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Anglo Indian Furniture

A look at Anglo Indian furniture in the years before the Raj, prompted by some recent pieces in the 2022 Spring Quarterly Fine Sale.

An Anglo-Indian Carved and Stained Hardwood, probably Padouk, Card Table, Second
        Quarter 19th Century (FS53/1621).

An Anglo-Indian Carved and Stained Hardwood, probably Padouk, Card Table, Second Quarter 19th Century (FS53/1621).

The British possession of the Indian subcontinent which lasted for 100 years under the auspices of the East India Company, and then for another century under the British Crown, is looked back on as a time when humanity, fairness and respect to the existing cultures were very often surrendered up to blatant rapacity and wealth making through empire building. The Company days, in particular, have been shown to have been unashamedly mercenary times.

It is therefore important to illustrate those brighter moments of cross-cultural understanding which did occur, when those glimmers of light can be identified. One of those is definitely the emergence during the later 18th century of what came to be known as Anglo Indian furniture. This furniture was made originally entirely to order, predominantly for British political and military officers whose stay in India was to be long enough to require proper domestic furnishings. They wanted their furniture to be like it was at home, and they described what they wanted to local furniture makers and craftsmen. The Indian artisans saw these commissions through their own cultural lens, and whilst sticking to the basic requested requirements of dimension, shape and form, often embellished their work with very un-English mythical creatures, stylised foliage, sun bursts and other fantastical vernacular adornments.

An Anglo Indian Carved and Stained Hardwood Circular Occasional Table, Bombay Presidency,
        Last Quarter 19th Century (FS53/1624).

An Anglo Indian Carved and Stained Hardwood Circular Occasional Table, Bombay Presidency, Last Quarter 19th Century (FS53/1624).

An Anglo-Indian Carved and Stained Hardwood, probably Padouk, Sideboard, 'Possibly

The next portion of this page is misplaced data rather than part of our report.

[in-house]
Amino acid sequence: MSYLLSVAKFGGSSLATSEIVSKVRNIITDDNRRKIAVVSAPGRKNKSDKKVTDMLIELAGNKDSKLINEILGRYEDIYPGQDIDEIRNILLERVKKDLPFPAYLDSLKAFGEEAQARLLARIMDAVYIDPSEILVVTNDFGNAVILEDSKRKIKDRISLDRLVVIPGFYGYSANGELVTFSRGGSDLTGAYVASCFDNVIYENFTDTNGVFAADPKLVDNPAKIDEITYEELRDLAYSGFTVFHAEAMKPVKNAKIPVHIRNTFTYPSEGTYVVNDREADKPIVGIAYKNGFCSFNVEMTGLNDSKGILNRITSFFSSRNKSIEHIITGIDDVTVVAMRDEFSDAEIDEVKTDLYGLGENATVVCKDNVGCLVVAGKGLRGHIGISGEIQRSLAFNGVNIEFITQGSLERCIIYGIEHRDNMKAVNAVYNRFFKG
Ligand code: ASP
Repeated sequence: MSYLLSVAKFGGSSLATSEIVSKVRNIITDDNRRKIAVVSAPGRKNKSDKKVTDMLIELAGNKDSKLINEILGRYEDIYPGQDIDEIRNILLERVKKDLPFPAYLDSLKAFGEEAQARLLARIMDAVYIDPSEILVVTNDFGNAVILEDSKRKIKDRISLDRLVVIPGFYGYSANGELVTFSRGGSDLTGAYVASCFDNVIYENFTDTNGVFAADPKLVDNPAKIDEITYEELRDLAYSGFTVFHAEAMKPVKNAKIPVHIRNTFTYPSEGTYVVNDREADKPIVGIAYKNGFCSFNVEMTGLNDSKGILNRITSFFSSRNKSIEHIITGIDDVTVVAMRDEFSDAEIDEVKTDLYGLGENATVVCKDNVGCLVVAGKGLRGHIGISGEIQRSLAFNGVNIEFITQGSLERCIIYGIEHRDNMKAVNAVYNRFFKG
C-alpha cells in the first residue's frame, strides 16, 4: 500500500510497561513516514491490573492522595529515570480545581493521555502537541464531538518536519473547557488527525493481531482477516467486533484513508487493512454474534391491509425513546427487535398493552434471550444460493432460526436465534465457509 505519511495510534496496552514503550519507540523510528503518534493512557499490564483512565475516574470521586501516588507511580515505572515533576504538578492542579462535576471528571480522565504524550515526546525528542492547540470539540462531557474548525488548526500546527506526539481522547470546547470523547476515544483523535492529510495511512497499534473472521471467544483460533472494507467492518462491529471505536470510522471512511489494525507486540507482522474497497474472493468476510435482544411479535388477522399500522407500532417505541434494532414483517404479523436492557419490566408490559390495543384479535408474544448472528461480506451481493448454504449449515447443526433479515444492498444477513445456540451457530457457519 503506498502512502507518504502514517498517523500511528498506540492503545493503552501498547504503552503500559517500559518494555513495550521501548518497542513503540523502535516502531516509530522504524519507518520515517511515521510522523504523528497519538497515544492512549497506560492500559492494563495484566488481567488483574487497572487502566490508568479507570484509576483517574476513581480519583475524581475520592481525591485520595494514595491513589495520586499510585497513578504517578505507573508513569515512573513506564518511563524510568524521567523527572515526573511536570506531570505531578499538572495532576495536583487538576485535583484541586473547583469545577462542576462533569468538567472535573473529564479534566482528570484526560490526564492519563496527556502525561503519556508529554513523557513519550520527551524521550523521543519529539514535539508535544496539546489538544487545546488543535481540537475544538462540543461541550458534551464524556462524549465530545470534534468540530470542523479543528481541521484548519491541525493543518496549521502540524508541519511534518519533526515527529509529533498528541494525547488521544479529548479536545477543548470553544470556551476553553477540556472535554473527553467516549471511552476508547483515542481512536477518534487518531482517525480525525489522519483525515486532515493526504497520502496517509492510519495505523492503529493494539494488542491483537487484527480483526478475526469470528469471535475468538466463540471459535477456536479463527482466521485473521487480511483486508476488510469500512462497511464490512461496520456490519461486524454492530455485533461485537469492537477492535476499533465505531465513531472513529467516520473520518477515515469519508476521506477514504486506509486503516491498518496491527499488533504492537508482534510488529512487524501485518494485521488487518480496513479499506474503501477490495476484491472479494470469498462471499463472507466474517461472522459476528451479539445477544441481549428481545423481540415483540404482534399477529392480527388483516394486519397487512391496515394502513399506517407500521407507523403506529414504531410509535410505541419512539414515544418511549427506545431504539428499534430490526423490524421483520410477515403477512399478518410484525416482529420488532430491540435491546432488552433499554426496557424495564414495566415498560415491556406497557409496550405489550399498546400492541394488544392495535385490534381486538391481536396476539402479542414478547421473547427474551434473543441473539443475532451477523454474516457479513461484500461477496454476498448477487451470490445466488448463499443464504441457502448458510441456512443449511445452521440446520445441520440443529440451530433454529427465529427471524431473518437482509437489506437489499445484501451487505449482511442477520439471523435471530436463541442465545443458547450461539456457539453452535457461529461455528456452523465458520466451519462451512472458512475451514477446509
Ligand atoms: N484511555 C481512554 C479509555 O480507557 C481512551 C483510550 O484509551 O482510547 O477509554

Southern India', Second Quarter 19th Century (FS53/1627).

An Anglo-Indian Carved and Stained Hardwood, probably Padouk, Sideboard, 'Possibly Southern India', Second Quarter 19th Century (FS53/1627).

They also utilised the timbers and the metalware that were available to them, and these, of course, differed from the norms of British cabinet making – padouk and rosewood becoming popular alternatives; as well as using differing construction methods and joints to actually fabricate the pieces.

The results were functional and recognisably British in form, and yet also exotic – almost outlandish to the British eye. Four such pieces were sold in the recent Spring Fine Quarterly auction at Bearnes, Hampton & Littlewood; the card table, occasional table, sideboard and cabinet bookcase illustrated here, all taking the very accepted forms of Regency England, but interpreted into wonderful local works of art – the Makaras (sea monsters) on the sideboard gallery are particularly noteworthy.

Given the age, the timber quality and the artistic merit of these pieces, (a virtually identical sideboard is held at the V&A in London), they are surprisingly affordable.

An Anglo-Indian Hardwood, probably Padouk, and Glazed Cabinet Bookcase, Second Quarter
        19th Century (FS53/1628).

An Anglo-Indian Hardwood, probably Padouk, and Glazed Cabinet Bookcase, Second Quarter 19th Century (FS53/1628).

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About the Author

Cristian BeadmanCristian Beadman
Furniture

After gaining his degree in Ancient History with Classical Art from the University of Edinburgh, Cristian spent a decade at Christie's in London, which he describes as the 'best apprenticeship he didn't know he was getting'. For most of that time he worked in the British and European Works of Art Department, and in conjunction with the Furniture Department, looked after the diverse selection of items that fall into these broad categories, from cast iron furniture to domestic lighting, from tea caddies to marble Grand Tour souvenirs, scrimshaw to sculpture and amongst all the rest, of course furniture.

The itch to get back west was already at work though and Dreweatts of Newbury was at least half way up the M4. Soon after joining, Cristian gained Royal Institution of Chartered Surveyors membership and then spent fifteen years building the Furniture and Works of Art sales and starting a new Fine Sculpture sale category. As one of the senior valuers and auctioneers Cristian moved into the area of Estates and Collections, with strong emphasis on Probate, Insurance and sale valuation work, travelling widely and securing important collections within the UK and abroad. He also fed his passion for auctioneering in running an in-house auctioneers' training school.

In 2015, Cristian was delighted to be asked to join the BBC's Antiques Roadshow as one of the expert appraisers, and proudly remains part of the team. The west continued to beckon though and early in 2021 Cristian moved back to his beloved Devon, the county of his birth and boyhood.

Eighteen months were spent at Duke's of Dorchester, during which time Cristian secured and managed the sale of the contents of Wormington Grange, one of the most talked-about country house sales of the year, and a resounding success.

Now, delighted to be at Bearnes Hampton & Littlewood, Cristian feels he has come full circle, working at the auction house he first attended as a six year old with his parents, albeit at their old Torbay HQ at Rainbow. - And finally, -hopefully, the itch to go west has now been scratched.